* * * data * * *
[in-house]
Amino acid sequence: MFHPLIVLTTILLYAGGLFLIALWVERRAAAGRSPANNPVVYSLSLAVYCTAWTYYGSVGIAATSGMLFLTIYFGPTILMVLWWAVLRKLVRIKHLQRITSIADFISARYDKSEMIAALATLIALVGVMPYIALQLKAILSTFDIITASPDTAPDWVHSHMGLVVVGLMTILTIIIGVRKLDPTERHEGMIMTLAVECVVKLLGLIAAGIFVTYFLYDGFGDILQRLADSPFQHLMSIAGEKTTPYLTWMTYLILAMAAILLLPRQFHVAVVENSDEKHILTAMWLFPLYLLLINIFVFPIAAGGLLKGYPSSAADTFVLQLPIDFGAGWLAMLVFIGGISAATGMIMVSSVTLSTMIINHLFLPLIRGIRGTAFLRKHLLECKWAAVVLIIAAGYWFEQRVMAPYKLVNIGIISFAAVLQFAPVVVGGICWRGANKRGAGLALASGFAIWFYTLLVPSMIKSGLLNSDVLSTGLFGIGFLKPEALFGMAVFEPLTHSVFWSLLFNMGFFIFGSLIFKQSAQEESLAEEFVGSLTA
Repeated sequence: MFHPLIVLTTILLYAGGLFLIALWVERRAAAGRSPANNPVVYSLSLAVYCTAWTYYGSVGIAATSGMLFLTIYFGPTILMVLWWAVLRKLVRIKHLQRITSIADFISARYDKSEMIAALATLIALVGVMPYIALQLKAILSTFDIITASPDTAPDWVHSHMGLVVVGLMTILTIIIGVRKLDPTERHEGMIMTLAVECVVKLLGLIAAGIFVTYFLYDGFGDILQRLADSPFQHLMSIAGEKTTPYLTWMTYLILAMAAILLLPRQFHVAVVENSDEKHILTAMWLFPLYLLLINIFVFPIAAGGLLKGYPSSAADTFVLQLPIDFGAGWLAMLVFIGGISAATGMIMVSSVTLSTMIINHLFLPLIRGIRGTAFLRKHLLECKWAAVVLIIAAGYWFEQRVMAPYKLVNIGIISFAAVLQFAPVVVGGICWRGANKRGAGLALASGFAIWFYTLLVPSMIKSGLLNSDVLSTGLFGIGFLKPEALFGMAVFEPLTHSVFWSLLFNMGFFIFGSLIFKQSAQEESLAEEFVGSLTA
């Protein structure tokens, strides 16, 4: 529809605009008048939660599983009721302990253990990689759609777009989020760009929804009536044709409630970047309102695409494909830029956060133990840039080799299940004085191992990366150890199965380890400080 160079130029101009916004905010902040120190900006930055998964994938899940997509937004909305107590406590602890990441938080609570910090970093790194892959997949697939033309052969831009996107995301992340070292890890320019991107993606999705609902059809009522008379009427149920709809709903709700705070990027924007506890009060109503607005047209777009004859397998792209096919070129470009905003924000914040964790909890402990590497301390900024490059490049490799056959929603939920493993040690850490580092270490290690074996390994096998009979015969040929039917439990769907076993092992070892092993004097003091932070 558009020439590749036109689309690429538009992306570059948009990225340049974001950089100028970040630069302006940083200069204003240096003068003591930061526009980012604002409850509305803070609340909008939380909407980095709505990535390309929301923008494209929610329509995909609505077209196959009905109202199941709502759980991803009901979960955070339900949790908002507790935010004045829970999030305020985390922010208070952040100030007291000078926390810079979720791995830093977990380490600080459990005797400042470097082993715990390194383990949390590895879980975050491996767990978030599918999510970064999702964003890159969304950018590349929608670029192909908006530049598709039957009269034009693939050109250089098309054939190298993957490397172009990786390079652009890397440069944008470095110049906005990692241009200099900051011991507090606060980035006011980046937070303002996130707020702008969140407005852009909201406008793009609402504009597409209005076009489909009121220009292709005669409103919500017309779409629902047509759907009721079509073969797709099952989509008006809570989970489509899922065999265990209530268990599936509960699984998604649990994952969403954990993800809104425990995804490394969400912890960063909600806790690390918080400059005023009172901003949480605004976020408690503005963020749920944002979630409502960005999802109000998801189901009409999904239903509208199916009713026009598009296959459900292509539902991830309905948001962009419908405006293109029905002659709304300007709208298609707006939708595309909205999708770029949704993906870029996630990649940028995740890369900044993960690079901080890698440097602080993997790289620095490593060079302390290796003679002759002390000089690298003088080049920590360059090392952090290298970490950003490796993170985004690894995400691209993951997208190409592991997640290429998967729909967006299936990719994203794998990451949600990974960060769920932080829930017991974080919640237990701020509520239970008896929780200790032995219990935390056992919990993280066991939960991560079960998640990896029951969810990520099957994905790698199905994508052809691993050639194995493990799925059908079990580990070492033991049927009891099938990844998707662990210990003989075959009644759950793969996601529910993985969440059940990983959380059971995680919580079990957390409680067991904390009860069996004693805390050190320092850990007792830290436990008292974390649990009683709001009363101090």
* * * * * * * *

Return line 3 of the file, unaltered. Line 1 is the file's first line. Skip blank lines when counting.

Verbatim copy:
Repeated sequence: MFHPLIVLTTILLYAGGLFLIALWVERRAAAGRSPANNPVVYSLSLAVYCTAWTYYGSVGIAATSGMLFLTIYFGPTILMVLWWAVLRKLVRIKHLQRITSIADFISARYDKSEMIAALATLIALVGVMPYIALQLKAILSTFDIITASPDTAPDWVHSHMGLVVVGLMTILTIIIGVRKLDPTERHEGMIMTLAVECVVKLLGLIAAGIFVTYFLYDGFGDILQRLADSPFQHLMSIAGEKTTPYLTWMTYLILAMAAILLLPRQFHVAVVENSDEKHILTAMWLFPLYLLLINIFVFPIAAGGLLKGYPSSAADTFVLQLPIDFGAGWLAMLVFIGGISAATGMIMVSSVTLSTMIINHLFLPLIRGIRGTAFLRKHLLECKWAAVVLIIAAGYWFEQRVMAPYKLVNIGIISFAAVLQFAPVVVGGICWRGANKRGAGLALASGFAIWFYTLLVPSMIKSGLLNSDVLSTGLFGIGFLKPEALFGMAVFEPLTHSVFWSLLFNMGFFIFGSLIFKQSAQEESLAEEFVGSLTA